When running a limited company you need to keep books and records of your business. There are strict record-keeping, accounting and reporting requirements for HMRC and Companies House. Failing to keep accurate and complete records can lead to penalty charges being implemented or disqualification as a company director.
Records about the company
You must keep details of:
- Register of company directors, company secretaries and shareholders
- Results of any shareholder votes and resolutions
- Promises for the company to repay loans at specific dates in the future (‘debentures’)
- Loans or mortgages secured against the company’s assets
- Directors indemnities
- Contracts relating to purchase of shares in the company
- Register of people with significant control (PSC register)
You must keep details of:
- All income and expenditure
- Assets owned by the company
- Stock the company owns at the end of each financial year
- The stocktakings used to work out the stock figure
- Company liabilities
- Amounts owed to or due to the company
- Who goods and services were bought from and sold to (the exception to this is retail sales)
- Financial records must be kept in order to prepare annual accounts and Company Tax Returns including bank statements, receipts, petty cash books, orders and delivery notes. Invoices, contracts, sales books and till rolls should also be kept.
- Companies registered as employers must also keep PAYE records to complete annual PAYE returns, calculate PAYE and NIC’s and show employees are receiving all statutory pay to which they are entitled.
How long to keep records
Records must be kept for 6 years from the end of the financial year they relate.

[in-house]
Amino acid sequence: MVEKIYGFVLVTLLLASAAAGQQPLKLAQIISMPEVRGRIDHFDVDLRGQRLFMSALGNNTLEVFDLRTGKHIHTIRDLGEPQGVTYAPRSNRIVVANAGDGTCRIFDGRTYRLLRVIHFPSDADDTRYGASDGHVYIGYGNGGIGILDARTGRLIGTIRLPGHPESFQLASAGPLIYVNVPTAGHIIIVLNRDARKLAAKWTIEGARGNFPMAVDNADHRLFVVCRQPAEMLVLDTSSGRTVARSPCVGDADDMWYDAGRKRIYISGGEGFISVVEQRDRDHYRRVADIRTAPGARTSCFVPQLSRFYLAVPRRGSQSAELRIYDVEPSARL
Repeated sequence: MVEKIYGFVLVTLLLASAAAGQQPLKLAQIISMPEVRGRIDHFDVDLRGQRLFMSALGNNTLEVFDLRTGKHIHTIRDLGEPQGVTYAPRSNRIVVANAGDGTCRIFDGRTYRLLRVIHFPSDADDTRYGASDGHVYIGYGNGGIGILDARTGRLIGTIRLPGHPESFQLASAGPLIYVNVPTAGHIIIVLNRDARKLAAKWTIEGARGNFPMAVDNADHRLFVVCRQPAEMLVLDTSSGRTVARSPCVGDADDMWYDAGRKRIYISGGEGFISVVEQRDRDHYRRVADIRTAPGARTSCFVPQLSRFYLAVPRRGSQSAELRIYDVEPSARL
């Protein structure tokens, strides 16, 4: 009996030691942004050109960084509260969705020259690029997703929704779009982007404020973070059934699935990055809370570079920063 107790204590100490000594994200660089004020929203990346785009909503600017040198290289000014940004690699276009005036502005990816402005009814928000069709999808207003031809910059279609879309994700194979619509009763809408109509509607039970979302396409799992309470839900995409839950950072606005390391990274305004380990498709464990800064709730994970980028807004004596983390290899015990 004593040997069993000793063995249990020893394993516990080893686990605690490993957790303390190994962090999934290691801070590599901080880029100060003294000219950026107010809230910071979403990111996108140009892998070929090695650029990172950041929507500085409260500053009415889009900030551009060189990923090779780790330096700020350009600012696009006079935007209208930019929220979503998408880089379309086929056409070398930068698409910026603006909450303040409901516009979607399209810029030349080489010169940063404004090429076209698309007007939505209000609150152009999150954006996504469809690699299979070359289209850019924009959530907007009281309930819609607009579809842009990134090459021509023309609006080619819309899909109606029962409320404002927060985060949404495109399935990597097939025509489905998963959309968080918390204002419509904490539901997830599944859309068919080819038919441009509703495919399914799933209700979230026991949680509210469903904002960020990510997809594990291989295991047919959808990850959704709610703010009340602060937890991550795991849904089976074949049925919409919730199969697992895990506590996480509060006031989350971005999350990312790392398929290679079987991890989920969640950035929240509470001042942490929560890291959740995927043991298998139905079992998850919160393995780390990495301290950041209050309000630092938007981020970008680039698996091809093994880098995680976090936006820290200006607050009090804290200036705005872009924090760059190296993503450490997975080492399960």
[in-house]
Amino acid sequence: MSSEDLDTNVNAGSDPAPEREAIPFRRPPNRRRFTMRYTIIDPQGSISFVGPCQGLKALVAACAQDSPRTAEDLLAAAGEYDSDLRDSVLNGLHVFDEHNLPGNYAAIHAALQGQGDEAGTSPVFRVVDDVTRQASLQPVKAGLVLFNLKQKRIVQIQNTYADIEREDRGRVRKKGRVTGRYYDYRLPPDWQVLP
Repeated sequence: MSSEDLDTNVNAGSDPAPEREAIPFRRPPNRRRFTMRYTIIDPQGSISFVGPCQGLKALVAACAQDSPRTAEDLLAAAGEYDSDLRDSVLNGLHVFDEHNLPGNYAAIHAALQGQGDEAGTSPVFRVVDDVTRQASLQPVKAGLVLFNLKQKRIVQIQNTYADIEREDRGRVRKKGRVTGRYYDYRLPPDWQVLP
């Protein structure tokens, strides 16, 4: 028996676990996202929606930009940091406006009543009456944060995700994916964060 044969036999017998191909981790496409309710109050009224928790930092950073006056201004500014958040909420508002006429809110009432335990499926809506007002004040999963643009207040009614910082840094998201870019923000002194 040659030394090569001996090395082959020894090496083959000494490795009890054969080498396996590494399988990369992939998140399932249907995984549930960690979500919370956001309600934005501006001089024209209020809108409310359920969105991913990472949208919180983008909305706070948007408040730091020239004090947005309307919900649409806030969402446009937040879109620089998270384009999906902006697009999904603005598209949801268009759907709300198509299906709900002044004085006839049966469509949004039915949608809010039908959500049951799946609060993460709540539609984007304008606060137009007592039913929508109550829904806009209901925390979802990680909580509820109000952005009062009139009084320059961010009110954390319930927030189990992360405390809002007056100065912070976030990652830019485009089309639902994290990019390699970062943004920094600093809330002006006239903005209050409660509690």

In essence this means you need to keep all records for 7 years (as it’s 6 years plus a year to count for the financial year).
Note requirements to hold them longer can exist if for instance :-
- The company has bought something they expect to last longer than the 6 years
- The tax return was sent late
- A transaction the covers more than one of the company’s accounting periods
- HMRC has begun a compliance check into your Company Tax Return.
- Companies House will assume all records are held at a company’s registered office address unless otherwise notified.
- We would recommend that key contracts and documents are retained beyond statutory limits.
VAT record keeping?
If you are VAT registered the requirements for record keeping are more imperative.
Failure to be able to show a valid VAT invoice can mean you are disallowed a deduction.
Copies of the actual VAT invoice itself are important, showing the VAT amount charged, not just proof of payment.
In short the UK takes a pretty prescriptive view of expenses records.
Although there are flat rate allowances and some scale rates which suggest you may not need to keep expense receipts, they must always been underpinned by proof of incurring sufficient costs.
In short always keep all expense records
There are numerous software tools (link to software advice guide) to help you manage these matters these day.
Digital or physical?
All records can be kept digitally or physically.